The direction of the electromotive force (EMF / electromotive force) generated on a conductor in a magnetic field will vary according to the change in direction of the magnetic flux and the direction to which the conductor moves. If the conductor is moved (in the direction shown by the big arrow in Figure 4 between the north and south magnetic poles, the electromotive force will flow from right to left (the direction of the magnetic flux is from the north pole to the south pole.) The direction of the electromotive force can be understood by using Fleming’s Right Hand Rule.
With the thumb, forefinger and middle finger of one’s right hand stretched by the angle of the elbow between one another (Fig. 1.11), then the index finger will indicate the direction of the magnetic flux (the magnetic force line), the thumb is the direction of the conductor movement, and the middle finger is the direction of the electromotive force.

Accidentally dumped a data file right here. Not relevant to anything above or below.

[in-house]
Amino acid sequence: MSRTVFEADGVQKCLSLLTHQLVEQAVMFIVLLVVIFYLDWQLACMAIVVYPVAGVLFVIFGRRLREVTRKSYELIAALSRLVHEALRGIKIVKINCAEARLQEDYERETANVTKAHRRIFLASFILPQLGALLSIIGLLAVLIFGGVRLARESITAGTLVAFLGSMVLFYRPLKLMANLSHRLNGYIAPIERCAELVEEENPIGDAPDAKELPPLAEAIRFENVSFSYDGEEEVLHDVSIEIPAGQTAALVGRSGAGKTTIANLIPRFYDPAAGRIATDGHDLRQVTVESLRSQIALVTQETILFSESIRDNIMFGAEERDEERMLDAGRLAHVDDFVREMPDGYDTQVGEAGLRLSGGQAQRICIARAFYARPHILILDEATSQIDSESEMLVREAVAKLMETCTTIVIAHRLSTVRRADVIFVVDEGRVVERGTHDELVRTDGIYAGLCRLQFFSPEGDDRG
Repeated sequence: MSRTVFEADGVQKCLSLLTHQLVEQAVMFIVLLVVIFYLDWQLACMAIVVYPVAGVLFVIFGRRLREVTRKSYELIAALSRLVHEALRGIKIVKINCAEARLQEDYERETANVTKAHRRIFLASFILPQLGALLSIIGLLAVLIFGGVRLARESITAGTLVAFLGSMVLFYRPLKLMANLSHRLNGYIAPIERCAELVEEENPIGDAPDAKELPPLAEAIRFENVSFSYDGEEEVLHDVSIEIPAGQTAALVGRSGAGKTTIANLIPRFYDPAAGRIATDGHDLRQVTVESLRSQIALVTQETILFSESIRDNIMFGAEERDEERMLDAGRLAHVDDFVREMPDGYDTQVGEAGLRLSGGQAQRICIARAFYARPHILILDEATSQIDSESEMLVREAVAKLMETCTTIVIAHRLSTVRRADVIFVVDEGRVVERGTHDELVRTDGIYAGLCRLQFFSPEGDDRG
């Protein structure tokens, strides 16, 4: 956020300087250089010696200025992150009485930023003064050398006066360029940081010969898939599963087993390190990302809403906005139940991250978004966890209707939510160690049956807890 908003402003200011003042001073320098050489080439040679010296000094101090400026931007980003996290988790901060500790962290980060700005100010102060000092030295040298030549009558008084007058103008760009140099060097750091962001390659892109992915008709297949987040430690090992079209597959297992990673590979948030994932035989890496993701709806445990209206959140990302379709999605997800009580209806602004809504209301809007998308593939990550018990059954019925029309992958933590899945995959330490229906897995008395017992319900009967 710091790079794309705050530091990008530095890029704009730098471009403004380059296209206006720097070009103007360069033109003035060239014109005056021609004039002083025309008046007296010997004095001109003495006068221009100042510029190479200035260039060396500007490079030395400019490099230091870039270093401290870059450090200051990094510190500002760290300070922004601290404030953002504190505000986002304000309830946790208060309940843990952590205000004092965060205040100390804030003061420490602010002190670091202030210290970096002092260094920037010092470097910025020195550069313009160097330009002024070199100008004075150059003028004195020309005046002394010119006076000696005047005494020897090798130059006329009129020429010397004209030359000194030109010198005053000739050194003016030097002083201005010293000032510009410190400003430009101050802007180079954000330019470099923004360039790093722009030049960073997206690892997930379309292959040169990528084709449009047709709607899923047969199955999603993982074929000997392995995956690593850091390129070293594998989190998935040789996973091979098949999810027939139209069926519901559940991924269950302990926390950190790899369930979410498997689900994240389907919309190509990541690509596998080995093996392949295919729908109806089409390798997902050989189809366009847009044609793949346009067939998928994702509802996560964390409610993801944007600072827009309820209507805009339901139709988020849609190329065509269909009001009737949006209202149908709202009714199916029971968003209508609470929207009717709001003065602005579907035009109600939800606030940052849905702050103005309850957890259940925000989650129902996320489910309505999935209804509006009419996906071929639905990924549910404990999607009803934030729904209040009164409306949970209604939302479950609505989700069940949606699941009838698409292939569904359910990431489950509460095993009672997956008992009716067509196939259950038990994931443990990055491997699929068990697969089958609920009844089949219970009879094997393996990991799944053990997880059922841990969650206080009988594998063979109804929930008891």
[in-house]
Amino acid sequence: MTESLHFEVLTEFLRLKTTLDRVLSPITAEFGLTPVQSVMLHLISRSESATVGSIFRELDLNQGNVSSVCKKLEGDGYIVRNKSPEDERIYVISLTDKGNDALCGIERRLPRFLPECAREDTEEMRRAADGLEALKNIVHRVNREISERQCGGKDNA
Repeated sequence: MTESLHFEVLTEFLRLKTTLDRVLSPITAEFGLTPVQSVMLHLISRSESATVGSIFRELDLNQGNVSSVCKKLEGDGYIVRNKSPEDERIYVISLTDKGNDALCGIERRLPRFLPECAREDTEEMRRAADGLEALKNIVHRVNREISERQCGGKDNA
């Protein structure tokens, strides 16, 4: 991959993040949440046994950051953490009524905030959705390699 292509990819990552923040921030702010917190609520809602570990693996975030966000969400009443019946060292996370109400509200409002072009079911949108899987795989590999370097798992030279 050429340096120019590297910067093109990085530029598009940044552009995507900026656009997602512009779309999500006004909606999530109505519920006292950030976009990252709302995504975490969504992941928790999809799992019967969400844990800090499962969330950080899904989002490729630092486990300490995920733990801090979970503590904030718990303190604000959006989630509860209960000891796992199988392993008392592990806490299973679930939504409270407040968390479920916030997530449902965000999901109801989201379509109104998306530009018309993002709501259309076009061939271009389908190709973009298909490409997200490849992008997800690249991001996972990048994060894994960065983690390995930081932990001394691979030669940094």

The amount of eletromotive force generated when the conductor intersects (through) the magnetic flux inside a magnetic field is proportional to the number of lines of magnetic force cut off within a given time unit Fig. 1.12. For example, if a number of lines are cut in seconds (t) and the electromotive force is volt (E), then this can be expressed in the following formula:
E = Blv
l = Length of wire / meter in meters.
B = Large magnetic induction in W / m2 or Tesla. v = Speed of carriage in m / s.
E = Induced electric force (induction) in volts.